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Editing Photographs

Most digital cameras take photographs that can be put onto your Web site just as they are — without being touched up. Some photos, however, will be greatly improved if their color and contrast are tweaked.

While photo-editing tools can dramatically improve your images, each tool works slightly differently. Moreover, since every image is different, how you make adjustments will change for each image. With practice, you will come to know what tools will make the best corrections.

Adjusting Levels

In the full Photoshop version, the Levels tool adjusts an image's tonal range and color balance. By moving the sliders that influence the intensity of shadows, mid-tones and highlights, you can bring out background detail, lighten shadow on a face or brighten the overall image. You can choose to tweak the Levels settings yourself or take advantage of the Auto Levels feature, which makes a best-guess adjustment to an image. (Note: only the Auto Levels function is available in Photoshop Elements.) The Levels tool remaps a photograph, creating settings for its darkest point and setting the lightest point to white. All points in between are then remapped relative to the new dark and light settings.

Here's how:

  1. Open your image. Choose Image > Adjustments > Auto Levels. Photoshop makes an automatic adjustment. If it looks good, you're all set. If it doesn't, select Undo Auto Levels from the Edit menu and move to step 2.
  2. Choose Image > Adjustments > Levels. Photoshop opens the Levels menu.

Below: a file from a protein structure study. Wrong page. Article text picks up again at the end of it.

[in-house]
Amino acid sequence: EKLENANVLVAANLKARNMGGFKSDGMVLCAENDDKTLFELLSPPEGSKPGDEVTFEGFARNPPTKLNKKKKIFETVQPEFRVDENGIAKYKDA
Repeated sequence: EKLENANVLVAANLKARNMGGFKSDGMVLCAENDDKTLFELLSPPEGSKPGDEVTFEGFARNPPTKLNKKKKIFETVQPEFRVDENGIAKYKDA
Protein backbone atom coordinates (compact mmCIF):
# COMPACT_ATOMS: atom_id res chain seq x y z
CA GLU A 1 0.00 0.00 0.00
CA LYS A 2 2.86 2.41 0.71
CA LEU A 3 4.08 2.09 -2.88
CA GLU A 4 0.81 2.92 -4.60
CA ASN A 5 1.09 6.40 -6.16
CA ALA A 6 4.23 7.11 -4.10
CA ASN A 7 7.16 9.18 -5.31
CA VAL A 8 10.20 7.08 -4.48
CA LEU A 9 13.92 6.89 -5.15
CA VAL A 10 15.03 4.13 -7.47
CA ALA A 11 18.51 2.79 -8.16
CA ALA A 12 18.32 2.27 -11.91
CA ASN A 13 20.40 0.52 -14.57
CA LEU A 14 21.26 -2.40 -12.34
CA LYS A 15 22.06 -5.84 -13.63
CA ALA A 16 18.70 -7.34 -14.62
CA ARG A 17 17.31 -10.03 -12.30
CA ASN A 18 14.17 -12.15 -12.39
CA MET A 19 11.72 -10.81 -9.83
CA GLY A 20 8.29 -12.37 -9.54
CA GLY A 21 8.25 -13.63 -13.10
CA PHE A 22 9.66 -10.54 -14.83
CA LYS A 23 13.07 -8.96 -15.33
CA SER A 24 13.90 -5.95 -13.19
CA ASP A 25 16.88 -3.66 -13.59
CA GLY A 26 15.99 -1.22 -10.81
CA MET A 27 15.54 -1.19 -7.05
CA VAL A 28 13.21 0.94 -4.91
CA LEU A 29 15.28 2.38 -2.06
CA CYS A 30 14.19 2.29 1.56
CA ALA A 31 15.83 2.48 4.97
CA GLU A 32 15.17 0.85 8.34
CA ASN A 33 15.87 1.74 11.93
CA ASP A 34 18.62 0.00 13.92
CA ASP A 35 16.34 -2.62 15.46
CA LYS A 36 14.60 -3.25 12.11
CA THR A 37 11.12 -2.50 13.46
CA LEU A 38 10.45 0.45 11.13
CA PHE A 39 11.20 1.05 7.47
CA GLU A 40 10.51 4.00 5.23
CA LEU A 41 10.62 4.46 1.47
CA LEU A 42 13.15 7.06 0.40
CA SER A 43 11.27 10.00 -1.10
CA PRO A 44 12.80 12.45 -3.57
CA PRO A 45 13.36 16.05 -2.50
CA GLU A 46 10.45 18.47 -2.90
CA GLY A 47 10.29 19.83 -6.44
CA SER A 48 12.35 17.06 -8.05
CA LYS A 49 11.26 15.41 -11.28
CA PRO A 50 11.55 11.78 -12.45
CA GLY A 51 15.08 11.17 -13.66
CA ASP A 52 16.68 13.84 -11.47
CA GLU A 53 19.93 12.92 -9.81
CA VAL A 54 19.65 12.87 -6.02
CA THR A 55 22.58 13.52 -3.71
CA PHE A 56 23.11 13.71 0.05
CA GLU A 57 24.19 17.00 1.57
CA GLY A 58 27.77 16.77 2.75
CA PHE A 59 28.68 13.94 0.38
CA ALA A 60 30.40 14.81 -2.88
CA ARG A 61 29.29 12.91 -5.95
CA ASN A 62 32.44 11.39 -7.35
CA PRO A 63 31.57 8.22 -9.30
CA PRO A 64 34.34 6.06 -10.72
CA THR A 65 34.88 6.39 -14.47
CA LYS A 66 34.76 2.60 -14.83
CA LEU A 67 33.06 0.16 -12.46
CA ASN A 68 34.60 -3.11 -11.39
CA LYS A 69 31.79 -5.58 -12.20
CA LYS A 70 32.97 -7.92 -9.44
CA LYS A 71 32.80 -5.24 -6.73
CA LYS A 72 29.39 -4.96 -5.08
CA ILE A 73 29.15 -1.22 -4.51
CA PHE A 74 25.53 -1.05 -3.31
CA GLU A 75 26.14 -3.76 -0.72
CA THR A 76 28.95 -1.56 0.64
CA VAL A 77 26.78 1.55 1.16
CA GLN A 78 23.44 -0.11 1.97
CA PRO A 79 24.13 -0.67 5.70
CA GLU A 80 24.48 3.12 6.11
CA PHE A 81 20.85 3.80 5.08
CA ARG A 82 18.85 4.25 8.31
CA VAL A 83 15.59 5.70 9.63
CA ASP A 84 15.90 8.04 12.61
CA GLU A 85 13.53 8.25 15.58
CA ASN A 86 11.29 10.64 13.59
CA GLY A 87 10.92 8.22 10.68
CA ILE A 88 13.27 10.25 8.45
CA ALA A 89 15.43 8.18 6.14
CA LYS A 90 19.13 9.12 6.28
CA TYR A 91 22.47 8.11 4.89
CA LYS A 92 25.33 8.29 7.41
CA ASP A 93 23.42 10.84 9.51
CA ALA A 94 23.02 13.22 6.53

The Levels window shows a histogram for the image – a visual map of its color distribution. The left side of the histogram shows darks, the middle shows mid-tones, and the right shows highlights.

  1. You can make adjustments in a couple ways. (Be sure the Preview box is checked so that you can see the effects of your adjustments):
    1. Select one of the eyedropper tools and click an area of the image that corresponds to the eyedropper's color (black, grey, white). Photoshop adjusts the image relative to the point you clicked.
    2. Adjust the input level sliders to make changes to the image.
    3. Adjust the output level sliders to make changes to the image.
  2. When you are happy with your image, click OK.

Adjusting Brightness/Contrast

Sometimes all your image needs is a little work on the contrast — the intensity between areas of black and white. Increasing contrast can heighten the drama of an image by making blacks blacker and whites whiter. Decreasing contrast can make an image more readable.

Here's how:

  1. Open your image. Choose Image > Adjustments > Auto Contrast. Photoshop makes an automatic adjustment. If it looks good, you're all set. If it doesn't, select Undo Auto Contrast from the Edit menu and move to step 2.
  2. Choose Image > Adjustments > Brightness/Contrast. Photoshop opens the Color Balance window.

  1. Make sure the preview checkbox is selected so that you can see your edits as you make them.
  2. Move the Brightness and Contrast sliders to improve your image.
  3. When you like what you see, hit OK.

Adjusting Color

Sometimes photographs have a particular color cast – maybe a little too much blue or a tinge of yellow. This is especially common when you take photographs under artificial lighting. Adjusting the amount of a specific color can rescue your good images.

Here's how:

  1. Open your image. Choose Image > Adjustments > Auto Color. Photoshop makes an automatic adjustment. If it looks good, you're all set. If it doesn't, select Undo Auto Color from the Edit menu and move to step 2.
  2. Choose Image > Adjustments > Color Balance. Photoshop opens the Color Balance window.

  1. Make sure the preview checkbox is selected so that you can see the effect of your adjustments as you make them.
  2. Move the sliders away from the color you want to decrease in your image. You can adjust all three sliders to get the effect you want.
  3. If desired, select and adjust the sliders for the shadows, mid-tones, and highlights. This can be a great way to bring out the blue in a washed-out sky.
  4. Click OK when you are happy with your work.

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